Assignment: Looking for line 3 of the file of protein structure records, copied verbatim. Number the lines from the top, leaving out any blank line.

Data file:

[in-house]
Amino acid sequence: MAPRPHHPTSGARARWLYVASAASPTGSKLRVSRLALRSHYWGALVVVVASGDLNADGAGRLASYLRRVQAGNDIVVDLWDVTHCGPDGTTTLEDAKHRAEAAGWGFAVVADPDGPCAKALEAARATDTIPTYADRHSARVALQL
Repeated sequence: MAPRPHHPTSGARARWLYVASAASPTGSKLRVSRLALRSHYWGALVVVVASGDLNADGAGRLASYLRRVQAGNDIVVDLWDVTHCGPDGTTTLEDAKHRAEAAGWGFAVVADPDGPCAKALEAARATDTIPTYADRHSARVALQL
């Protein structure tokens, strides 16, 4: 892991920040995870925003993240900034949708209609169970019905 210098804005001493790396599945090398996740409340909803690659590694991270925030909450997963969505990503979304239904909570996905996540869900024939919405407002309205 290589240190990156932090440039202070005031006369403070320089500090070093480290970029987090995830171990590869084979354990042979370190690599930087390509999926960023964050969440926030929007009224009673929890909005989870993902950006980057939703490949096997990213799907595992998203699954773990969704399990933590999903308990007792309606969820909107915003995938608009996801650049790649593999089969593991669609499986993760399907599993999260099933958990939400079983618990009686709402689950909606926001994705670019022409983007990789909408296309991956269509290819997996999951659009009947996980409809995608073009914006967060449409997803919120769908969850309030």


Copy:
Repeated sequence: MAPRPHHPTSGARARWLYVASAASPTGSKLRVSRLALRSHYWGALVVVVASGDLNADGAGRLASYLRRVQAGNDIVVDLWDVTHCGPDGTTTLEDAKHRAEAAGWGFAVVADPDGPCAKALEAARATDTIPTYADRHSARVALQL